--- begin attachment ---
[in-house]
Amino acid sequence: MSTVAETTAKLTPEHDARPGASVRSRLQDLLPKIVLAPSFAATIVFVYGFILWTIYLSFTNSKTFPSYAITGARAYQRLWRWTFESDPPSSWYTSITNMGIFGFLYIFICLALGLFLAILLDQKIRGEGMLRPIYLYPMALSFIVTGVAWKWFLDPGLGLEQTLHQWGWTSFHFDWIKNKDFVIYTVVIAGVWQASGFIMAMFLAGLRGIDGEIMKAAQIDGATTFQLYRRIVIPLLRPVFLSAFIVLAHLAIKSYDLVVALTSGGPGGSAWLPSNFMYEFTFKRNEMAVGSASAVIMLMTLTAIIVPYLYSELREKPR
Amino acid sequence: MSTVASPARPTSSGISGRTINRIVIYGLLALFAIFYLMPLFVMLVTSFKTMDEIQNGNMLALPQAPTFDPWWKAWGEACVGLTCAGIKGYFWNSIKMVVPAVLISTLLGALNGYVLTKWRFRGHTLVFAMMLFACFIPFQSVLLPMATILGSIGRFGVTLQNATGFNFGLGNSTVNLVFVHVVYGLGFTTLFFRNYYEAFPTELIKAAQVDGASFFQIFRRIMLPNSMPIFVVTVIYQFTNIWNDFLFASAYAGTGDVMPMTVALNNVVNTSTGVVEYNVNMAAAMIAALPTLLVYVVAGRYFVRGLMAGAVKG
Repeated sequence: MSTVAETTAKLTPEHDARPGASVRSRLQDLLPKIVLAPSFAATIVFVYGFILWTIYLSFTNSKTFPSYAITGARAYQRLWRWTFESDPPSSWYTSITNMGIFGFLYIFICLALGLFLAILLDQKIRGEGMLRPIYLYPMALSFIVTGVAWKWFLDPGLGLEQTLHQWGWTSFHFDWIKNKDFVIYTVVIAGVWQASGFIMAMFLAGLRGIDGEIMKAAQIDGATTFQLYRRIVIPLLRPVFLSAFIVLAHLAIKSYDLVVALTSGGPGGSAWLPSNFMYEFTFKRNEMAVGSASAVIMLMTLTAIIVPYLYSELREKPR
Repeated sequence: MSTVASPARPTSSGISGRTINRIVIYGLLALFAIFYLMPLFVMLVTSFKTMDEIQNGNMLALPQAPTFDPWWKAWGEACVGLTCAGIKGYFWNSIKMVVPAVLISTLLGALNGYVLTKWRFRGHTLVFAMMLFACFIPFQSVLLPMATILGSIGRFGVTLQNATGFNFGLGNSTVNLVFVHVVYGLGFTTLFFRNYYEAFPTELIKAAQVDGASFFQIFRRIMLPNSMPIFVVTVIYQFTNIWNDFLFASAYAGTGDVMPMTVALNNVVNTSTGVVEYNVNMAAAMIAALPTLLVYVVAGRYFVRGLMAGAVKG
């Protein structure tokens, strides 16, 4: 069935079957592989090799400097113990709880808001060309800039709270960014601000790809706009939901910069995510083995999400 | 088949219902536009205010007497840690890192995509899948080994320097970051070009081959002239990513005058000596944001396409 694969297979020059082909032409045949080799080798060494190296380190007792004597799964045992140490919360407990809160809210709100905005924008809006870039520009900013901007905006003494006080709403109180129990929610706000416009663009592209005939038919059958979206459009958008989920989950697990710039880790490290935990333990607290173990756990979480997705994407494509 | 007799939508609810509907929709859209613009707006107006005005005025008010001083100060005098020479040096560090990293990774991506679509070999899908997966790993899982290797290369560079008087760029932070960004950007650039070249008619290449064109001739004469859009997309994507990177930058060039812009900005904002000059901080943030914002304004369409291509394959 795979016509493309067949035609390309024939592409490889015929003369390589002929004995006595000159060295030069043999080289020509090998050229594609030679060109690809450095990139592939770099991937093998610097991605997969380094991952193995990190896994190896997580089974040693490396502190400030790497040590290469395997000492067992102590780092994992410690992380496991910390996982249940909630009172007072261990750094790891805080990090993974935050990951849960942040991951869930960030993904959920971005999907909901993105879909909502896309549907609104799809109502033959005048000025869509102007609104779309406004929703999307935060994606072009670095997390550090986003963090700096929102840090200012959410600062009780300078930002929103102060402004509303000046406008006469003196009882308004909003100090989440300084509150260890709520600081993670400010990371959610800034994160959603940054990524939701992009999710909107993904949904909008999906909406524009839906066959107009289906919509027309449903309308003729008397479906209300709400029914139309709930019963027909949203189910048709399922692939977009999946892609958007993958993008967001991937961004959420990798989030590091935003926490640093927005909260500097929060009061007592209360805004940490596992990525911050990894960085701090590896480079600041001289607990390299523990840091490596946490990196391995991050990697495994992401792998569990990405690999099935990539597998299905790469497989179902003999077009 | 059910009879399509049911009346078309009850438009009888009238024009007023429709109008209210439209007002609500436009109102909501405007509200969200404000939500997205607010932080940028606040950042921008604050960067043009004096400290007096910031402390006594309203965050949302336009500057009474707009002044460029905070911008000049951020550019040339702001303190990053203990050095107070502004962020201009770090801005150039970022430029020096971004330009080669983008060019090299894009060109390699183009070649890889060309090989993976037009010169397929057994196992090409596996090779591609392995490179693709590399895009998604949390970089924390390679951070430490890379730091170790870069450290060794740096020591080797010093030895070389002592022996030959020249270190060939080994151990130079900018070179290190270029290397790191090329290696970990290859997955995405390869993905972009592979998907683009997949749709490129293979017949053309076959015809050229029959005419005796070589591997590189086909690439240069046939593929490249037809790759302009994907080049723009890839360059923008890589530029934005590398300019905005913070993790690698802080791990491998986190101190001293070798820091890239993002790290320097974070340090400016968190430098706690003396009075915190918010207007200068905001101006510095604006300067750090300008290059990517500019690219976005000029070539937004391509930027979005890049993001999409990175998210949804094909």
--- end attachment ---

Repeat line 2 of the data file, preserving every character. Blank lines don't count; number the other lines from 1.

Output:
Amino acid sequence: MSTVAETTAKLTPEHDARPGASVRSRLQDLLPKIVLAPSFAATIVFVYGFILWTIYLSFTNSKTFPSYAITGARAYQRLWRWTFESDPPSSWYTSITNMGIFGFLYIFICLALGLFLAILLDQKIRGEGMLRPIYLYPMALSFIVTGVAWKWFLDPGLGLEQTLHQWGWTSFHFDWIKNKDFVIYTVVIAGVWQASGFIMAMFLAGLRGIDGEIMKAAQIDGATTFQLYRRIVIPLLRPVFLSAFIVLAHLAIKSYDLVVALTSGGPGGSAWLPSNFMYEFTFKRNEMAVGSASAVIMLMTLTAIIVPYLYSELREKPR